Engineering companies are a mile wide and an inch deep, while System Integrators are an inch wide and a mile deep. You generally find them
working together, the one subcontracted by the other for maximum effectiveness.

Size doesn't appear to be the main issue in the context of competency, but once again, it may be the issue when it comes to allocating resources for a project. Unfortunately, more bodies doesn't necessarily improve the situation unless they are competent bodies.

The most common problem I see on projects is management. There is often not enough time spent wringing out the scope of the project and getting input from the various participants. On the other hand, customers routinely change the scope well down the road. Its a tough business and you are damned if you do and damned if you don't.

I think there is no substitute for experience and that would be my primary consideration regardless of who I was dealing with.

Andy Piereder
Pinnacle IDC
 
M

Michael Griffin

At 14:10 12/10/01 -0400, Ranjan Acharya wrote:
<clip>
>I was wondering what the experiences are out there when comparing the
>following:
>- Systems Integrators i.e., small and medium-sized companies that specialise
>in electrical design PLC, SCADA and other programming (not talking about the
>really small integrators with only a few people on staff or run from a
>SOHO -- just small and medium sized)
>- Full Service i.e., large company that provides civil engineering,
>mechanical engineering, electrical engineering, ... -- one-stop shopping for
>the end customer so to speak

For doing what kind of work with what size of projects for what industries? I've never dealt with a company that does civil engineering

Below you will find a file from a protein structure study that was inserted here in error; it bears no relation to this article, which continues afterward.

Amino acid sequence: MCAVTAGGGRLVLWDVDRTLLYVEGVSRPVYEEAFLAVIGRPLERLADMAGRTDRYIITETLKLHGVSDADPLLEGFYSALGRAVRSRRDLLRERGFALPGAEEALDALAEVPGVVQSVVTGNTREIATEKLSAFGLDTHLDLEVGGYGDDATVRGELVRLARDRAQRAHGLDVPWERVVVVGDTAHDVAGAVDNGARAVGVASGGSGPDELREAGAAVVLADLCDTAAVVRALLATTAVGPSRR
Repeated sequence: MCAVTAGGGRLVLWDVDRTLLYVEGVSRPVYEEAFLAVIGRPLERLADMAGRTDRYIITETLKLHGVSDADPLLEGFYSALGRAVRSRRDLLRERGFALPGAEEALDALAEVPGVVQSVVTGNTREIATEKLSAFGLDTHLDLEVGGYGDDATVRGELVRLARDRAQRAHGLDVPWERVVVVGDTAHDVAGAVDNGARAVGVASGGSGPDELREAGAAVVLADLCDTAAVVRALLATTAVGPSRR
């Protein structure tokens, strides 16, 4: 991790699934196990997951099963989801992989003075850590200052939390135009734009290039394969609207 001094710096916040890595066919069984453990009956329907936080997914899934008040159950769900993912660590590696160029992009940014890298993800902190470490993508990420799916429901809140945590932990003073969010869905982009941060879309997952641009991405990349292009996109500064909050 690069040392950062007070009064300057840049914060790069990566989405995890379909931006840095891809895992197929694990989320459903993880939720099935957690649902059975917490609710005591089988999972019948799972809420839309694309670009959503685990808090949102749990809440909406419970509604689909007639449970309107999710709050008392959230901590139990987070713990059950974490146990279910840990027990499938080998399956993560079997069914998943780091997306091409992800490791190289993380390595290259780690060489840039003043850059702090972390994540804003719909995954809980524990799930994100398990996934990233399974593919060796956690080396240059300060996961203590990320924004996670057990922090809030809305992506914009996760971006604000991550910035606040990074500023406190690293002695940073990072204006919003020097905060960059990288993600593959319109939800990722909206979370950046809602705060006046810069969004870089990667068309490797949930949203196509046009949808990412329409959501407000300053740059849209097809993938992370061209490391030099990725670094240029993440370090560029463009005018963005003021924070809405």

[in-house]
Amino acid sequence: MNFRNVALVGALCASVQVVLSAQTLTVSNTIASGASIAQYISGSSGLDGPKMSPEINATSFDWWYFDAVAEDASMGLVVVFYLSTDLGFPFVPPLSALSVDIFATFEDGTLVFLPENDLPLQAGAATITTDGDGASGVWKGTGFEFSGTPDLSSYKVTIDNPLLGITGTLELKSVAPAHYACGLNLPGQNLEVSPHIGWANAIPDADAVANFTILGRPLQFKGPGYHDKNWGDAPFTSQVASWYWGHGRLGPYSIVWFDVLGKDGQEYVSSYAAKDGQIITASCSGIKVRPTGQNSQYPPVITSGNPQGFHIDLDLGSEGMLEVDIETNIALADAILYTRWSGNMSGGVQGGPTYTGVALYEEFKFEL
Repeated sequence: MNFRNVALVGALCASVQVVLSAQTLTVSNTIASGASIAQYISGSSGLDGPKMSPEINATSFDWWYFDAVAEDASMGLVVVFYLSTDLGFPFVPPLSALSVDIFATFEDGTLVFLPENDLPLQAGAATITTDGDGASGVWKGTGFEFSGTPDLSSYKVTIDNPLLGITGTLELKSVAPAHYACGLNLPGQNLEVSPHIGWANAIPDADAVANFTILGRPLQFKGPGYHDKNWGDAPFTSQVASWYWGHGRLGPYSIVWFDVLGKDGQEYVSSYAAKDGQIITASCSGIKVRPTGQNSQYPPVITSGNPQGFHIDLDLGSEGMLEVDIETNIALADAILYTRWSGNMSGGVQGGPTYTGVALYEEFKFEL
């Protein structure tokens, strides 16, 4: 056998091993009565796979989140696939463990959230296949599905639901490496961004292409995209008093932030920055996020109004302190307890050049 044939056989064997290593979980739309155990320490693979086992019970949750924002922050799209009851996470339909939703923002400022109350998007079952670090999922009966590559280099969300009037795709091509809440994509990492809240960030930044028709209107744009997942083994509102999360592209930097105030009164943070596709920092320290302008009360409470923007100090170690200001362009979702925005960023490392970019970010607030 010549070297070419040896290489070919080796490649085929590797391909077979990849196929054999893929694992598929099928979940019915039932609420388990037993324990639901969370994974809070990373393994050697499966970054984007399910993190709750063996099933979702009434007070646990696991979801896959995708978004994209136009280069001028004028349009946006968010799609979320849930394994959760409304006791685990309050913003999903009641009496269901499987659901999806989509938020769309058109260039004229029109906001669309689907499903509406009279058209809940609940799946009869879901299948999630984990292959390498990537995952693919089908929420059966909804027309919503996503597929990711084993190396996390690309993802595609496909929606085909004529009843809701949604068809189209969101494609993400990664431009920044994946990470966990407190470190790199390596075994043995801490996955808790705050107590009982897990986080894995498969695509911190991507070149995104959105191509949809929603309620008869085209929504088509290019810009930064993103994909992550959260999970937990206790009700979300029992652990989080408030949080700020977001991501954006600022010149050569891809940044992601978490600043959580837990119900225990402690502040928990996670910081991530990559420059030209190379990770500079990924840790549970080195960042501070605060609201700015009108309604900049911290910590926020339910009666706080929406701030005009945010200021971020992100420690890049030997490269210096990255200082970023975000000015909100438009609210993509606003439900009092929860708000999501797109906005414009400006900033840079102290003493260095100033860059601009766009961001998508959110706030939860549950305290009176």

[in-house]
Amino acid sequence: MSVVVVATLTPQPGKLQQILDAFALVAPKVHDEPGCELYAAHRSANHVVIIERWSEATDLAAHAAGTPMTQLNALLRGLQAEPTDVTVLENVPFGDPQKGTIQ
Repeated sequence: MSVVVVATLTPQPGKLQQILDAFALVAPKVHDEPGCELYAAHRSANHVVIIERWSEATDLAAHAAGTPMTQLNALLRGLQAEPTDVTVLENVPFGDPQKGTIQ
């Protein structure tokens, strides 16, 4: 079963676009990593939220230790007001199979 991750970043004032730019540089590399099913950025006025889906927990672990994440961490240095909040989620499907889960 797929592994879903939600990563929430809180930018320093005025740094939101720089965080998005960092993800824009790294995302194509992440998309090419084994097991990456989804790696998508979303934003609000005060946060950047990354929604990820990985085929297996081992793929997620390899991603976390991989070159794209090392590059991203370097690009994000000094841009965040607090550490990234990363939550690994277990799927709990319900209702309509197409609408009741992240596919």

along with mechanical and electrical design. I work in the automotive industry. However, I could imagine that this may be more common for large
process industries. There are advantages for the customer to giving an entire project to one company (except for the off-the-shelf bits). There is usually enough blame to go around in any project without getting caught between the various sub-contractors.

>I am interested in facts / opinions that compare integrators with the big
>guys (pricing, value for money, quality of work, support, ... and everything
>else) -- both points of view are of interest -- either for or against one of
>the two approaches. This comparison is for any size of projects from
>modifying a rung of ladder logic to setting up a new facility.

I think perhaps you need to relate the size of the company to the size of the project. Large companies seem to do a poor job on small
projects, while small companies don't have the resources to handle large projects. Of course a company could do a poor job on any size project, but that is another issue.
With our own purchases, we are more commonly buying an entire machine or a machine modification which involves both tooling and electrical and programming changes. The company we would do business with either typically does the whole thing themselves, or arranges for their own controls sub-contractor. We would then hold them responsible for the entire project. Their choice of sub-contractor reflects directly upon them.

In the end, whether the company you are dealing with is large or small, the quality of the engineering work depends upon the people they have actually working on it. It seems that when a project is small in relation to the size of the company doing it, you tend to get their less experienced people (which is a charitable way of putting it). At least with a smaller company you are able to judge the ability of the people likely to be working on it. Due to the nature of our business, we tend to do a lot of small
projects rather than a few large ones.

>Experiences could cover cases of integrators directly employed by the end
>customer or indirectly employed as a sub-contractor to the main contractor.
<clip>

This isn't an integrator or sub-contractor story, but it is a big versus smaller company story. We have a medium size project being built by a certain very large company whom I'm quite certain you are familiar with. They won the contract on the lowest bid basis (you don't need to tell me the problems with that).